Perhaps not the best examples to question mirror slap, as the big lens wins, hands down, may have done better with 1/250 for the raven. Just wanted shot, grabbed camera and went for it. Should know better by now!
     
  11. cliveva

    cliveva Well-Known Member

    OH...........thats how it works :rolleyes:
     
  12. PeteRob

    PeteRob Well-Known Member

    Not the best example to compare different lenses. The raven moved. Using 1/40th for birds is a bit of a long exposure. Using F16 rather than F8 may also give softer results. To reduce camera shake effects, even with stabilisation, it is still a good idea to be mindful of the fact enlargement exagerates any movement. I would suppose the benefits of stabilisation are not necessarily equal over the full range of focal lengths for a zoom lens and less at the long end. I agree with you that 1/250 th would have been a better choice.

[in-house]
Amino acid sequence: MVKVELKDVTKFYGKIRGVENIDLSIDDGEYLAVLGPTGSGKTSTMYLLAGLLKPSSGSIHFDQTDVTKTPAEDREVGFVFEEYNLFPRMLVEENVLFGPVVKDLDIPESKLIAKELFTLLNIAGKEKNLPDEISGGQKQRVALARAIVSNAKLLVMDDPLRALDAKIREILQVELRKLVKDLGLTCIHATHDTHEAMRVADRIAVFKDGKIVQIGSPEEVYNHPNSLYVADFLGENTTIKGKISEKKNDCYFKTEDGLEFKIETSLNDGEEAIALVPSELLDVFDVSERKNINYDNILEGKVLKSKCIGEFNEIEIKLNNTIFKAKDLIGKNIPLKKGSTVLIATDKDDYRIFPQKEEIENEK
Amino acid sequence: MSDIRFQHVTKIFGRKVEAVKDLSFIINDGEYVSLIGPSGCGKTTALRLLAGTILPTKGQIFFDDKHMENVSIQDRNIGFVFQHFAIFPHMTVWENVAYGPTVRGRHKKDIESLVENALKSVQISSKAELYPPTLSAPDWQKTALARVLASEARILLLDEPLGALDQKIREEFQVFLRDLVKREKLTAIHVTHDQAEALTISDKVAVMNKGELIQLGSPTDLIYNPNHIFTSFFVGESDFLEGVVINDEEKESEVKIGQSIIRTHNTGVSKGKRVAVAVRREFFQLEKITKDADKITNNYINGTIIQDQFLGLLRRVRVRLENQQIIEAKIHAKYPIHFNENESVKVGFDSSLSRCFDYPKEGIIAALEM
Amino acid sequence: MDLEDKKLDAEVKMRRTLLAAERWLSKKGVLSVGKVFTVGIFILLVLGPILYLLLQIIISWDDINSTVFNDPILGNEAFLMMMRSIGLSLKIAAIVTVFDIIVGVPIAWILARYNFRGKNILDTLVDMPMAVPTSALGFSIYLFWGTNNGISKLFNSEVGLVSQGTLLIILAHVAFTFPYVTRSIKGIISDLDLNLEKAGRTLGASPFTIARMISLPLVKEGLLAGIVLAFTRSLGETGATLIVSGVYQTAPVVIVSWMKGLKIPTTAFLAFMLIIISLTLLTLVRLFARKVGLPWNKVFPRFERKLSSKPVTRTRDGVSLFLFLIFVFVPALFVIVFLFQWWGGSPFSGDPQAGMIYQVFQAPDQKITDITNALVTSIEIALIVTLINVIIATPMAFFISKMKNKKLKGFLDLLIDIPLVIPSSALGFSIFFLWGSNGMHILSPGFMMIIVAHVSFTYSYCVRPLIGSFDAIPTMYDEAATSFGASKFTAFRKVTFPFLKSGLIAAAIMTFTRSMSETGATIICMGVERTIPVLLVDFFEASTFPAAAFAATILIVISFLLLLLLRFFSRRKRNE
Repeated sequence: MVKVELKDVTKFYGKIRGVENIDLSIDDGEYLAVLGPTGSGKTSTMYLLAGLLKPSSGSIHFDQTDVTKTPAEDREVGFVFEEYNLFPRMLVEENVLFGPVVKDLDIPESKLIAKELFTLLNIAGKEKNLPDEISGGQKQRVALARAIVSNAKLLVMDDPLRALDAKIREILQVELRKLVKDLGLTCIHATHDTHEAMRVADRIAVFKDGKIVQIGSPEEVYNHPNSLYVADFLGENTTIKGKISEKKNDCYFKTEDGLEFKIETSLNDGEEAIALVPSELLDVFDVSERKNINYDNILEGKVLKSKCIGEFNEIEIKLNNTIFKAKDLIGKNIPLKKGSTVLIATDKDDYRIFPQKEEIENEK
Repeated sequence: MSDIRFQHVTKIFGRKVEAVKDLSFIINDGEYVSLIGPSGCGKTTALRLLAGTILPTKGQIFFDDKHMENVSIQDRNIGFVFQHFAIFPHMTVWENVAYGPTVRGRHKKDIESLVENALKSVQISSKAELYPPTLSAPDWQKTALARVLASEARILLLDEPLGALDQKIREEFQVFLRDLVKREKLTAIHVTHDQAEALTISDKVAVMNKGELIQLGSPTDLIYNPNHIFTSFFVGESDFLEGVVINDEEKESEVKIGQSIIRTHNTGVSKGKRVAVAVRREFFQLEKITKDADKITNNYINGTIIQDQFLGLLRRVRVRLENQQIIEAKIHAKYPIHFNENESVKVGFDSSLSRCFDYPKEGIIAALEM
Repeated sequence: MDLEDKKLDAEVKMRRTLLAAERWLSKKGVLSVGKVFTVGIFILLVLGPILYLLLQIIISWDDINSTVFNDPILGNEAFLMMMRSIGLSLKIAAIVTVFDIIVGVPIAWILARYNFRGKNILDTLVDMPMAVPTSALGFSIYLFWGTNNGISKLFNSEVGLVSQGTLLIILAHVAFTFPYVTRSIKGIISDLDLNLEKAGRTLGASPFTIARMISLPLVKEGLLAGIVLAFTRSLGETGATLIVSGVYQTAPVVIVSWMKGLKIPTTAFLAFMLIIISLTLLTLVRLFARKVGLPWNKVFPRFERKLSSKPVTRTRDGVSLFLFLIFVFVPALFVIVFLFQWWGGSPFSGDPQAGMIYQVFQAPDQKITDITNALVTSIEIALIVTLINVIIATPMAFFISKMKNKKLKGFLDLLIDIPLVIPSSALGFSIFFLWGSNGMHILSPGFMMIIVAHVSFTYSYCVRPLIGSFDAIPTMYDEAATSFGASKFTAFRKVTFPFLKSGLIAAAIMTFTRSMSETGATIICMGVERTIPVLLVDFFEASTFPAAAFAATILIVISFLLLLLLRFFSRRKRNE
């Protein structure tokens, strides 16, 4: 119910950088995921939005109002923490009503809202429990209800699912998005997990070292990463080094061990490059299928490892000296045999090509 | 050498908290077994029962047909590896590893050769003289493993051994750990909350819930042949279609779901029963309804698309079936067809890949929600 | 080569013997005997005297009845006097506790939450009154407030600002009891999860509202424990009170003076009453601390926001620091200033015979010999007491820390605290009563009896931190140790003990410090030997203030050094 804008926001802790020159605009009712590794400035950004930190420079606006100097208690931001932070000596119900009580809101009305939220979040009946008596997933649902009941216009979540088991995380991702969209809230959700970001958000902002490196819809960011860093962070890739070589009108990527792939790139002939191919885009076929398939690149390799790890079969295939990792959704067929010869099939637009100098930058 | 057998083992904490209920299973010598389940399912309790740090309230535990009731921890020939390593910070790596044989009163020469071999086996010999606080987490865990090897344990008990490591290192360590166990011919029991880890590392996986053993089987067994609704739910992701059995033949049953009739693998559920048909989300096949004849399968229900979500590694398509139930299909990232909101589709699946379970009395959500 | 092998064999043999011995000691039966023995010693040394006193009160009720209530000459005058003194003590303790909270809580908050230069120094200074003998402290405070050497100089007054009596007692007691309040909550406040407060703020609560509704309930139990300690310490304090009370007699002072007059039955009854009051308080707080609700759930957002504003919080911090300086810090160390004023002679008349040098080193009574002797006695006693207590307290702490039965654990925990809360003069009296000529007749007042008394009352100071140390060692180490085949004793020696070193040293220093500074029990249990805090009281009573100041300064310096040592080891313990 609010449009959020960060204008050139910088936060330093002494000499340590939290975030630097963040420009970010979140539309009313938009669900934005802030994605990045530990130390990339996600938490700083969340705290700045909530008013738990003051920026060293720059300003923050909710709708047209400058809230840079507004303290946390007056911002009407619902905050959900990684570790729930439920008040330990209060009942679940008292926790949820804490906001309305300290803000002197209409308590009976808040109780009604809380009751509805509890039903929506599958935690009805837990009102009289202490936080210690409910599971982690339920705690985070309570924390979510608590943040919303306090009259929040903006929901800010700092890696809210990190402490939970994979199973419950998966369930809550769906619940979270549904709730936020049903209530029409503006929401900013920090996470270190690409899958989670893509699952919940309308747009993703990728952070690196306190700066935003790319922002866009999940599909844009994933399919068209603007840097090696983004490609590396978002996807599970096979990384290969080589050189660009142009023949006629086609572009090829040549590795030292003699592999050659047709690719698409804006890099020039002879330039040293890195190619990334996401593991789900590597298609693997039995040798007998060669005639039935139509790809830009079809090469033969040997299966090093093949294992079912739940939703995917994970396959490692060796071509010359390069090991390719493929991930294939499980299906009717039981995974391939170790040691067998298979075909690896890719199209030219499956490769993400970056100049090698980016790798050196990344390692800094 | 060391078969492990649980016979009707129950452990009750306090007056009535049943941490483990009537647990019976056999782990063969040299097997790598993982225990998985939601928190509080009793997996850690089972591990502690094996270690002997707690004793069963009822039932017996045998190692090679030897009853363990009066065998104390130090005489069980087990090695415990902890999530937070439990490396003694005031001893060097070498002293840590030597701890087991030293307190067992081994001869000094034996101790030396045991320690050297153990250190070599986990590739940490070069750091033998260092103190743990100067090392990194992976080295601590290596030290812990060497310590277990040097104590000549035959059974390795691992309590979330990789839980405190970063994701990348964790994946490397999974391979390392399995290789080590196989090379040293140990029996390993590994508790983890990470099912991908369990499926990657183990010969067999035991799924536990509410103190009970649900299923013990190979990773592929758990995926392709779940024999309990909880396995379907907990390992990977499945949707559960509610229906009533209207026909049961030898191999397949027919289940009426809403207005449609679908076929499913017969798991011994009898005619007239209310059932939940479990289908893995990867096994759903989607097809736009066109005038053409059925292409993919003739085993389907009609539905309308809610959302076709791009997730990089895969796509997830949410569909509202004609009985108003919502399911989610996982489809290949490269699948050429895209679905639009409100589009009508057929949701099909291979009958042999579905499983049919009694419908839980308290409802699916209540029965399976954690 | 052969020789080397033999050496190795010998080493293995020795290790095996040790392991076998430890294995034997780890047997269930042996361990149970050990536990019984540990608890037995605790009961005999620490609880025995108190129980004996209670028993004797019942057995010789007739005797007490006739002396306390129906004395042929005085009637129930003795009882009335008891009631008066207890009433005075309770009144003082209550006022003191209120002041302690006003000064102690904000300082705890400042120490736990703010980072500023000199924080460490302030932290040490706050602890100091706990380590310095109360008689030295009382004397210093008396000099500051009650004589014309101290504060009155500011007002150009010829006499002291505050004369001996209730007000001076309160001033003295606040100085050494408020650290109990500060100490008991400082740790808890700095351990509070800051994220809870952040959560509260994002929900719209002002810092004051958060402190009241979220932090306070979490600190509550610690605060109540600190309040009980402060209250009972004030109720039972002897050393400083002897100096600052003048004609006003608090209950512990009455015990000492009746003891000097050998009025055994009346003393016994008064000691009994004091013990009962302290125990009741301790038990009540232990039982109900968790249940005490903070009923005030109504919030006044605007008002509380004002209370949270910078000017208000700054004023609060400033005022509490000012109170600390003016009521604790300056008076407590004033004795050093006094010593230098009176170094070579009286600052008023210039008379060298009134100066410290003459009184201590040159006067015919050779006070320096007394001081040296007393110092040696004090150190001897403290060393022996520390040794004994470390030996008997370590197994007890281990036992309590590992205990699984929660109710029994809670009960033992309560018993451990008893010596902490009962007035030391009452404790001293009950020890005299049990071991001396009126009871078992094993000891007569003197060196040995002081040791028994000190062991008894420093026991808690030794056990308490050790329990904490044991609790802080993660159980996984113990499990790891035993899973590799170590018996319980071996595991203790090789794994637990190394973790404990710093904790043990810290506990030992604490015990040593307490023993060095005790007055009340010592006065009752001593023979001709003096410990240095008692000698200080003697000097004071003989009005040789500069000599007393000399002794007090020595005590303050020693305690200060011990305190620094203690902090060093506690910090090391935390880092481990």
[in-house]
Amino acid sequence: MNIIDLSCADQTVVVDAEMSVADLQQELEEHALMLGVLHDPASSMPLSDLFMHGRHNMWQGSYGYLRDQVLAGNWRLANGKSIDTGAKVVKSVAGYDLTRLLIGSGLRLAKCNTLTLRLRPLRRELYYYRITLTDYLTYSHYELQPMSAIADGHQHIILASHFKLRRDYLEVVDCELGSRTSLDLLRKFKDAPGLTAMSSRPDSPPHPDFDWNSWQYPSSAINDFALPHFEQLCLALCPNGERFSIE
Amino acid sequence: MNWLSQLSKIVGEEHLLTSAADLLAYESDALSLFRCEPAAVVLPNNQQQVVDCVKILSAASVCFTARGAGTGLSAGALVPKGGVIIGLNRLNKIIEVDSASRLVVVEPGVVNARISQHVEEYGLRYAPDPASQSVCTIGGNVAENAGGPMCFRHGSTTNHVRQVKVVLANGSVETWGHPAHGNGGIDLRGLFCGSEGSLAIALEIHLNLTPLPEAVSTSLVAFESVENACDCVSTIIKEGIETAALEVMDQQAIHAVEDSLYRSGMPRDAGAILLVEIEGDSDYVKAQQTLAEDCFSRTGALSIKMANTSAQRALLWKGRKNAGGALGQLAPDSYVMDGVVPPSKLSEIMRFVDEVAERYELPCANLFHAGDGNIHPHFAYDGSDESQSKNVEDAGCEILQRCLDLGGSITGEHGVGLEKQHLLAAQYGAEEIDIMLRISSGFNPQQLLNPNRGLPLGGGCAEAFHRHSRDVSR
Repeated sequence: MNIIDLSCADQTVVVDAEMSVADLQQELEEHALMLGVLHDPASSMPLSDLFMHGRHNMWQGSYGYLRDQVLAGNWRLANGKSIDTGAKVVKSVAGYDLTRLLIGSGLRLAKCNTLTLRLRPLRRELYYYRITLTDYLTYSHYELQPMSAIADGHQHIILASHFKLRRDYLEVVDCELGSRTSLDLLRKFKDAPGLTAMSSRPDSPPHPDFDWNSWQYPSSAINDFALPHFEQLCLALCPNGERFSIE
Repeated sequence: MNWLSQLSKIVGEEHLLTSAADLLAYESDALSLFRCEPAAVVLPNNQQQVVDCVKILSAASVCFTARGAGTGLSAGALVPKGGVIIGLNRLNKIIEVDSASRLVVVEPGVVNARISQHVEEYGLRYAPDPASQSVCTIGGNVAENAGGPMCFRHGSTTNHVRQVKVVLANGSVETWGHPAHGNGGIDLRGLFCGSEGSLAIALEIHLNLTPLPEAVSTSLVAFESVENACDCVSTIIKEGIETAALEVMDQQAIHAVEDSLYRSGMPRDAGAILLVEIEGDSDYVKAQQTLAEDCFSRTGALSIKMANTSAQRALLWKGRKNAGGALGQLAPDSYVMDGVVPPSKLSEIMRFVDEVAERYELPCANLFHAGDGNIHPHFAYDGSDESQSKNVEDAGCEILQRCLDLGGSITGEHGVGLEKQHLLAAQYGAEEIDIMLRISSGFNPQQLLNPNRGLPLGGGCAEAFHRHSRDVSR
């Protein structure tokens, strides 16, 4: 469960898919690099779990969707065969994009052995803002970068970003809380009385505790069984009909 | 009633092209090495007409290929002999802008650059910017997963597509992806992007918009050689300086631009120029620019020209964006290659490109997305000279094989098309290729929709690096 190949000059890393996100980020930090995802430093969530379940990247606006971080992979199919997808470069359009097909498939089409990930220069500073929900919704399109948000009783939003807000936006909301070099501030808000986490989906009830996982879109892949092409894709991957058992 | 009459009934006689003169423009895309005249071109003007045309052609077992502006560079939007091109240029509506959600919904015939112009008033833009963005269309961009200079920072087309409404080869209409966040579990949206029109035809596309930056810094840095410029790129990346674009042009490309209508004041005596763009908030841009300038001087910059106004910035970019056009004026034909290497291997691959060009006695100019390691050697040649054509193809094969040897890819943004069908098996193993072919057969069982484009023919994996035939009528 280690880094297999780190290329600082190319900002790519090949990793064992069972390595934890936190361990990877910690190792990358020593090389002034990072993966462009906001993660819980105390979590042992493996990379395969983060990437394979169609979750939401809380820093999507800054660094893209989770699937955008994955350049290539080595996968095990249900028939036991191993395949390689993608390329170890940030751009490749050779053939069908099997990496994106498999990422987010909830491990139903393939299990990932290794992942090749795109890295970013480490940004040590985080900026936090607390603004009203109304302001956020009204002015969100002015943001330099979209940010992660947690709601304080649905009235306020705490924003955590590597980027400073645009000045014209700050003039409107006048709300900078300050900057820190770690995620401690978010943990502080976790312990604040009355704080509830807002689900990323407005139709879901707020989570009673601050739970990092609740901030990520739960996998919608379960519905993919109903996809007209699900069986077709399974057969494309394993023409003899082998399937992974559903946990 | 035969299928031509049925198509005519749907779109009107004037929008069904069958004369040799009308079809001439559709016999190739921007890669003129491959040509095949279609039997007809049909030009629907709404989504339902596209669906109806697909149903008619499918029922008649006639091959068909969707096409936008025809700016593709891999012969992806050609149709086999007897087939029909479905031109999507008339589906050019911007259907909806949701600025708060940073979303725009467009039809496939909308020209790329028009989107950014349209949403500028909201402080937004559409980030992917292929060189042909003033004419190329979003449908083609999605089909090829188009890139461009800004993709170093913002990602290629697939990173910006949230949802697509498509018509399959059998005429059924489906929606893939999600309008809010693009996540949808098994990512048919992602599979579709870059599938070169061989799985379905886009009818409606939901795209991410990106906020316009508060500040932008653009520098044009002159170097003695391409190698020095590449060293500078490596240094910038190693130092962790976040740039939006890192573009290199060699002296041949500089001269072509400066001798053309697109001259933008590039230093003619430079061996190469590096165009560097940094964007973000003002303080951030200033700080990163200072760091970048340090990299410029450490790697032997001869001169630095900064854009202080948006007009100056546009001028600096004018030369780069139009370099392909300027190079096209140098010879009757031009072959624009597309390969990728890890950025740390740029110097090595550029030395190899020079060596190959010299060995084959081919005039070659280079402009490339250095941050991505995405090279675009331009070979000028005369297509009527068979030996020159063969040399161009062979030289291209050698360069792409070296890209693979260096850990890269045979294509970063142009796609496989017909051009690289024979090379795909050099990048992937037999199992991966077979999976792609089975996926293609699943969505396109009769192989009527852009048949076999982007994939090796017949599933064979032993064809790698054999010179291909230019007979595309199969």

I'm not sure of where the mirror slap discussion goes other than to conclude that certain lenses (or specific examples of lenses) may not perform at their optical best on this camera body.
     
  13. cliveva

    cliveva Well-Known Member

    Being late at night, a week after shooting........it should have been this bird! Apologies for the mistake.
    The 60mmf2.8 micro being my lightest lens & 70-200f2.8 the heaviest. The robin is a heavy crop, to enable viewing of detail. The hight shutter speed may have negated any slap, but when using this lens I have learnt to shoot much shorter exposures, than the usual rule of thumb, when hand held, if I want it sharp.

    I was interested in your idea of the mass of the lens affecting slap. The 60mm doesnt' seem that bad?
    So maybe it is the lens you are using or the mirror dampening on your camera at fault?
     
    Last edited: Sep 3, 2017